Author: Hannah Bell / Codes: CC4, CC7, CC8, CC9, CC15, CC24 / Published: 19/12/2017
Emergency Doctor (noun)
Type A personality, adrenaline junkie, calm in a crisis yet high performer under pressure, adept at multitasking, an ability to stay awake 24/7, survives on a diet of red bull and coffee.
Does this sound like you?
The poem was written by one of my colleagues. He’s not particularly a ‘type A’ person, or an adrenaline junkie for that matter. He IS an excellent trainee though, who lost confidence in his own abilities after being continually told that he didn’t have the ‘right kind of personality’ to be an ED doctor. The unraveling of confidence, or ‘wires’ as beautifully described in his poem, happens to us all from time to time. Our hard “I can cope with anything” exterior, crumbling away after a complaint from a colleague, a missed diagnosis. the death of a child in our care.
We are not superhuman, we are just normal folk, with an incredibly hard job to do. Keeping up the superhero act long term can be pretty draining.
So what can we do to keep ourselves well, and our team motivated, enthusiastic and supported through the tough times? Here are some of our suggestions, and we look forward to hearing yours too.
Charity Starts At Home
Look after yourself first. There’s a reason why the safety brief on a plane informs us to put on our own oxygen before helping others. We are useless to others if we are not well ourselves, and with a constant flow of patients fighting to get thought the door requiring our full attention, we need to be on top form. So put down the red bull and big mac, fill up your water bottle, get your flu jab, and have a well earned lie in.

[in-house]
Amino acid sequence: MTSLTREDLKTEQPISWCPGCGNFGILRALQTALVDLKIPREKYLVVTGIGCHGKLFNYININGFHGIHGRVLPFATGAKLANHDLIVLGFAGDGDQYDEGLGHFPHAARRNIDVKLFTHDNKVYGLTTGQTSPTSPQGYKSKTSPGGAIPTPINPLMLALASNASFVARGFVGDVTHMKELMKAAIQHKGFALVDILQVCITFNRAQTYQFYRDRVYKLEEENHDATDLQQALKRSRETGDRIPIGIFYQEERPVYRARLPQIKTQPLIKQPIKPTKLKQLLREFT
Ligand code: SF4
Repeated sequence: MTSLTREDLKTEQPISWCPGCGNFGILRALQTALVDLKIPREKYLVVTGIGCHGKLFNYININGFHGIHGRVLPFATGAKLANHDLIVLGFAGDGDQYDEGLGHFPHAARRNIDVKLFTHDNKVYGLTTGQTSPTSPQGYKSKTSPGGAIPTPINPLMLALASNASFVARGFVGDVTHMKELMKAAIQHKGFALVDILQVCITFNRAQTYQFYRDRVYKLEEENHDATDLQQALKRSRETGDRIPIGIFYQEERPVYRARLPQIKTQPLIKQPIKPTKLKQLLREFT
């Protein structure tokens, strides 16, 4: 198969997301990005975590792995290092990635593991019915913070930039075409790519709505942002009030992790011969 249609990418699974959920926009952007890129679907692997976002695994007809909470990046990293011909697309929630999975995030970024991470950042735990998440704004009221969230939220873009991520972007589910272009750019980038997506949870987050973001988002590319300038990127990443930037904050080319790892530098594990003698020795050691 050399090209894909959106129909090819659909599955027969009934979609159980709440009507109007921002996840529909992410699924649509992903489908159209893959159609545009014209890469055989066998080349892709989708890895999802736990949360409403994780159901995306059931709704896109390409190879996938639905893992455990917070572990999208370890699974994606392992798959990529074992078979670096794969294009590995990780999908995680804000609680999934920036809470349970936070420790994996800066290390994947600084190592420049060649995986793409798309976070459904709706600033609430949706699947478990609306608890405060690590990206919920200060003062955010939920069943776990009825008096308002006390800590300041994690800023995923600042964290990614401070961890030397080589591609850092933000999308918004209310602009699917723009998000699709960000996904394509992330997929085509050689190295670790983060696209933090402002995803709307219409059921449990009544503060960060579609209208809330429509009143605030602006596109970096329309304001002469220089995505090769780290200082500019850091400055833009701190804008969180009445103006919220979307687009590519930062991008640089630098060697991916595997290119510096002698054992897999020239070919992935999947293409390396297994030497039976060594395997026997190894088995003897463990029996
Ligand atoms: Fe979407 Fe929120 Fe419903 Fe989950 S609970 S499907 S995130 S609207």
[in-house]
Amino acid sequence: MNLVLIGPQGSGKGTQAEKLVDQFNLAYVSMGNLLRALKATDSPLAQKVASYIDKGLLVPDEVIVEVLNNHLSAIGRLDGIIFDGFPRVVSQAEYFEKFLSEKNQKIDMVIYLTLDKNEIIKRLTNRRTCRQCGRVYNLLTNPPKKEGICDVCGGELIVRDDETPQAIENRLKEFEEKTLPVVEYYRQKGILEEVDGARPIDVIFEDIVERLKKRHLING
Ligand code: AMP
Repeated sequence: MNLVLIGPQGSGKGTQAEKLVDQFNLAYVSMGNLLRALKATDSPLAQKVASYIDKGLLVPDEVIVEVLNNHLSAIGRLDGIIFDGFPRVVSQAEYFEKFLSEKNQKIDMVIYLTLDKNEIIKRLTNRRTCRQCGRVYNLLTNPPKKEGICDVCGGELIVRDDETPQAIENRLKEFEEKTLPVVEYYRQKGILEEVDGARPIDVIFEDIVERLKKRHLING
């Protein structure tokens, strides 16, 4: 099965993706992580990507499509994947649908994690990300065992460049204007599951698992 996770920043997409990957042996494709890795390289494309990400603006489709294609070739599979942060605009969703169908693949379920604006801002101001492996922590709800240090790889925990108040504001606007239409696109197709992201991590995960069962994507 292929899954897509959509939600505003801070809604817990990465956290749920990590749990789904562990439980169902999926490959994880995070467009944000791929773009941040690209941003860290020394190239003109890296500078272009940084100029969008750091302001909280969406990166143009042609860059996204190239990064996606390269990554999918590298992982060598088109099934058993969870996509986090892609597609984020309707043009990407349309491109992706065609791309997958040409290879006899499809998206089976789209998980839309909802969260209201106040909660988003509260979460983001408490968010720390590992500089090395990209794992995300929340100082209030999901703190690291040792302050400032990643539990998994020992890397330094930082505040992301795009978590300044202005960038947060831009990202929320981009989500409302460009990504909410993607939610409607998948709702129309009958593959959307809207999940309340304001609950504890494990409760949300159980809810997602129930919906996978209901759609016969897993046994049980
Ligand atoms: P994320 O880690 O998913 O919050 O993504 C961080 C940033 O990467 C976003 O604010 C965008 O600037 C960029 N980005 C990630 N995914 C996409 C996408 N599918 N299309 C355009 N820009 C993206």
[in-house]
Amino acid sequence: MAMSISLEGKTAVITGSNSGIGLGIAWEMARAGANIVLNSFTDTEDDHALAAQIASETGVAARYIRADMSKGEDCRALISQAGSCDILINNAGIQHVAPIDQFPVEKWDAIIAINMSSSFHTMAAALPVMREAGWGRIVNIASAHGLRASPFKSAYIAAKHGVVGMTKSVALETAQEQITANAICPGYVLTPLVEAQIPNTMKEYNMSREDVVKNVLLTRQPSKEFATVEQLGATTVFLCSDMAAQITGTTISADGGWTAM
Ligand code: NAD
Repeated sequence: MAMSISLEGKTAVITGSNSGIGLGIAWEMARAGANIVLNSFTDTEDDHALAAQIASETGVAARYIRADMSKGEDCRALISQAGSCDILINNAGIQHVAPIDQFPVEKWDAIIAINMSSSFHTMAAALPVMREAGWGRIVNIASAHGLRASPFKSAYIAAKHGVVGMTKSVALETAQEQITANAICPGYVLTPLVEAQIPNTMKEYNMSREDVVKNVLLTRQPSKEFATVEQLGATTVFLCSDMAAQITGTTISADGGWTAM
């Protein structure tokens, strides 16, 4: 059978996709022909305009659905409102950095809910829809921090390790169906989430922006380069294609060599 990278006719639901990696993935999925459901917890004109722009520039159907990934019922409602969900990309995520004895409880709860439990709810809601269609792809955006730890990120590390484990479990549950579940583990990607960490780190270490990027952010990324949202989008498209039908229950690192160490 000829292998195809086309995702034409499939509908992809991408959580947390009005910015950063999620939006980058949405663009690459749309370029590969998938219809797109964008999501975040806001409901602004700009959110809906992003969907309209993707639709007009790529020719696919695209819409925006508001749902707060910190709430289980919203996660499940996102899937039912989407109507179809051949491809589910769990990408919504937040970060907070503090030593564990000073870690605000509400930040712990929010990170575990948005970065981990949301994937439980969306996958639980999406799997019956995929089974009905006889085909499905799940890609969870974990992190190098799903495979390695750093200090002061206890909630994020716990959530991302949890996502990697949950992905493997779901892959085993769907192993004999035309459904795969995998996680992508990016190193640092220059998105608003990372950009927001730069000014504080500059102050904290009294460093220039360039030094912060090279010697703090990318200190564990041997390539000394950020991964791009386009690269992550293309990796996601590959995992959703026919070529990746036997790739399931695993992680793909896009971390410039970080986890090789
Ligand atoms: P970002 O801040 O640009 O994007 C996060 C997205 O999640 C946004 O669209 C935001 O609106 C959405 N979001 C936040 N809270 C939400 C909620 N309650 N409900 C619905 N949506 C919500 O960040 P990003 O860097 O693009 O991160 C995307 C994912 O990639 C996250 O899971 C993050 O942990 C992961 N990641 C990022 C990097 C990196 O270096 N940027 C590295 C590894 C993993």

Set aside time to enjoy yourself. Who has time for that? It can be so hard to make time for your family and friends whilst combining a brutal ED rota and exam study. We’re all guilty of not making time for relaxing (says the girl sat writing a blog on her day off), but lately I’ve found that re-engaging with those hobbies I once enjoyed and had forgotten about, has provided relaxation and enjoyment, and allowed me to switch off from work. Sometimes, we just need to postpone the unimportant things – read our time management blog for some further ideas.
We live in a time when social media is all encompassing. It is the way we communicate and learn. But having our phone constantly popping up with twitter, work whatsapp messages and facebook can make us feel like we are constantly at work, and doesn’t allow us to get away. Again, I should practice what I preach, but turning off twitter and whatsapp notifications when you are not at work can improve your work life balance.
Fighting the lurgy can be a constant battle while working in an ED. The harder the rota, the more sickness there will usually be. Tired, stressed, worn out doctors get sick. Not just mentally burned out but physically ill as well. Our immune systems need to be on their A- game to fight off all those cold, flu and gastro-enteritis viruses we come across. Make sure you’ve had your flu jab first of all. Even a little bit of exercise in between those runs of nightshifts can boost your immune system and help to keep you well. Put good fuel in your mouth. Ready meals and coffee are not going to help you fight off the nasties, no matter how easy they seem when faced with a weekend of nights.